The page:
I am currently on a trip to Greece run by Nicholas Wood of Political Tours. The aim of each tour is to get below the skin of a country in the political limelight. In the case of Greece, the critical question is, of course, how the country is coping (going to cope) with its bone-crunching economic downturn, and whether the extent of the recession/depression will lead to an unravelling of its existing political and social fabric.
The chart below (click for larger image) is put together from the International Monetary Fund (IMF) database, updated with the latest projections made for Greece in the IMF’s April 2013 World Economic Outlook. I’ve looked at the data back to 1970 to get some perspective; this period takes in the end of the so called Regime of the Colonels and the return to democracy in 1974, the joining of the European Union in 1981 and the entry into the Eurozone in 2001.
As you can see, four distinct economic phases are visible. First, a period of rapid growth in the wake of democratisation. Second, a period of slow growth stretching through into the early 1990s; this period saw two devaluations of 15.5% and 15% in 1983 and 1985, respectively. Third, an era of turbo-charged growth both before and after euro entry. Finally, a collapse following the unfolding of the global credit crisis and the domestic implementation (at the urging of the Troika: European Commission, European Central Bank and IMF) of an aggressive austerity programme.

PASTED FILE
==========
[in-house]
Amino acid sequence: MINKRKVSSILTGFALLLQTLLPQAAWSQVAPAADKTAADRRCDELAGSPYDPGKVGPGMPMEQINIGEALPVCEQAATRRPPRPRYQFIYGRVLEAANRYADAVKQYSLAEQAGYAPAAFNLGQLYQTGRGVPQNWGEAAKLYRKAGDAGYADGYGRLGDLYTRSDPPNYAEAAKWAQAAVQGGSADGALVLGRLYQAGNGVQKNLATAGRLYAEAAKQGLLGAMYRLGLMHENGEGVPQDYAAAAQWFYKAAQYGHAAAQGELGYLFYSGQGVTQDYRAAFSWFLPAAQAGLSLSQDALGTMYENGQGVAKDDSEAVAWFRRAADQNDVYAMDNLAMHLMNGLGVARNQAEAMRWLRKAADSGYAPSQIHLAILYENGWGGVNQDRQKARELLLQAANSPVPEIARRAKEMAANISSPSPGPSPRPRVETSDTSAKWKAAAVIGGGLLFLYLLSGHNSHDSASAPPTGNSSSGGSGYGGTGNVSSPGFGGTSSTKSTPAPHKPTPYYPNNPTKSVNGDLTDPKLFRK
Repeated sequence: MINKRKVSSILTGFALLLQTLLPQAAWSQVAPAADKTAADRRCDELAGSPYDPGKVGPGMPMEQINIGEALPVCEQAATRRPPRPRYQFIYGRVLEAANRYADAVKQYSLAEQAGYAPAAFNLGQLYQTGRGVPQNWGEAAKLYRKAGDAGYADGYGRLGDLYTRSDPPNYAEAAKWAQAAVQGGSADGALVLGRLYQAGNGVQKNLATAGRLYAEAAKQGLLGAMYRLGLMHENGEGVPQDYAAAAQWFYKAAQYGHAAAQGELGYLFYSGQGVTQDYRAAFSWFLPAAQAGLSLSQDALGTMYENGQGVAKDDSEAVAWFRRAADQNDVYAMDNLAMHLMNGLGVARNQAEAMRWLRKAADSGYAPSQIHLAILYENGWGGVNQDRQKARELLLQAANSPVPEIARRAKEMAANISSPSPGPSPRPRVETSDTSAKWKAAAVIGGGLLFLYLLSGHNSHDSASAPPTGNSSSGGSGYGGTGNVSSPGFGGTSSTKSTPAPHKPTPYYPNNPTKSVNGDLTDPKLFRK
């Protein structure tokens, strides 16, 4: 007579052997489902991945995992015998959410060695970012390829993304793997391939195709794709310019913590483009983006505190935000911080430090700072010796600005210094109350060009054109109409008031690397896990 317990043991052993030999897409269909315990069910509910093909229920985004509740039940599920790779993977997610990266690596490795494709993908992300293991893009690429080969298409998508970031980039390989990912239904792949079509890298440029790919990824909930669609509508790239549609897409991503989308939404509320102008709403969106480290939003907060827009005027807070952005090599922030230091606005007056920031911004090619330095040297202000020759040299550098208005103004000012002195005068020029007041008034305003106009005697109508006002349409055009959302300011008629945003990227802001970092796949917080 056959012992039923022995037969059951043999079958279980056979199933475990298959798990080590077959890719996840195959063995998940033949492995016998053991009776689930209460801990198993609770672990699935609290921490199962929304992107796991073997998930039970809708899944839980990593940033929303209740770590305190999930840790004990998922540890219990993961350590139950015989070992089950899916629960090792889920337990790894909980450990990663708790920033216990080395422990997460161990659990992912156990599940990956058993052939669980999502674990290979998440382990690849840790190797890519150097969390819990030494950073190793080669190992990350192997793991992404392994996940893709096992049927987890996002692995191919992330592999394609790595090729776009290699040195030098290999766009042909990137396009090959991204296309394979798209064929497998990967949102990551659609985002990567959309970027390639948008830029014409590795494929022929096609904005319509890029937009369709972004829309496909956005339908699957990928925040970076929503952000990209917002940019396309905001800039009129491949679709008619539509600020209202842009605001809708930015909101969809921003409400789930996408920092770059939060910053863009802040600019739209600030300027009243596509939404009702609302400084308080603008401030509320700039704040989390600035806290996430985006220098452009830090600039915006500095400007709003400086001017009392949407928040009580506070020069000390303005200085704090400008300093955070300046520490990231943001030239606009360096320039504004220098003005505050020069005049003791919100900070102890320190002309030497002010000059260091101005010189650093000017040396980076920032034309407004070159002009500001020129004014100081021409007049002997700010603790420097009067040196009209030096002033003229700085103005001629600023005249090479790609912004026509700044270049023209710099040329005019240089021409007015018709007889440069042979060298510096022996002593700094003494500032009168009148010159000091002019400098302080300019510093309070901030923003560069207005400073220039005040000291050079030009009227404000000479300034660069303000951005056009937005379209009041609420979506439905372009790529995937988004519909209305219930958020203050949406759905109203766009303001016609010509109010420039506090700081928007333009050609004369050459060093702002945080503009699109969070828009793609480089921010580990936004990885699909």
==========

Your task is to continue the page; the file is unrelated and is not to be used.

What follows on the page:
Real GDP is now back to the level seen in 2001 when the country entered the euro. Further, while the IMF is forecasting a bottoming out of the economy in 2014, its growth forecasts to date have been woefully optimistic, so we could go lower.
A key concern is whether Greece’s policy of adopting an internal devaluation within a fixed exchange rate mechanism can lead to a stabilisation of the economy, from which growth may return. Or will the austerity being imposed on the country be such as to undermine the social and political fabric of society, with all the dangers that this could entail (as we saw in the 1930s). I am also interested in how Greece’s terrible demographics and complete energy dependency enters into the policy mix.
Nonetheless, I was in central Athens yesterday and it certainly did not look like a city on the verge of collapse (no dystopian images of the type Zerohedge loves to report). Athens most swanky hotel, the Grande Bretagne on Syntagma Square, looked on to bustling cafes rather than rioters last night. Indeed, the upmarket and tourist-dominated Plaka district felt like one giant party. Over the next few days, I hope to find out how much pain is being felt elsewhere.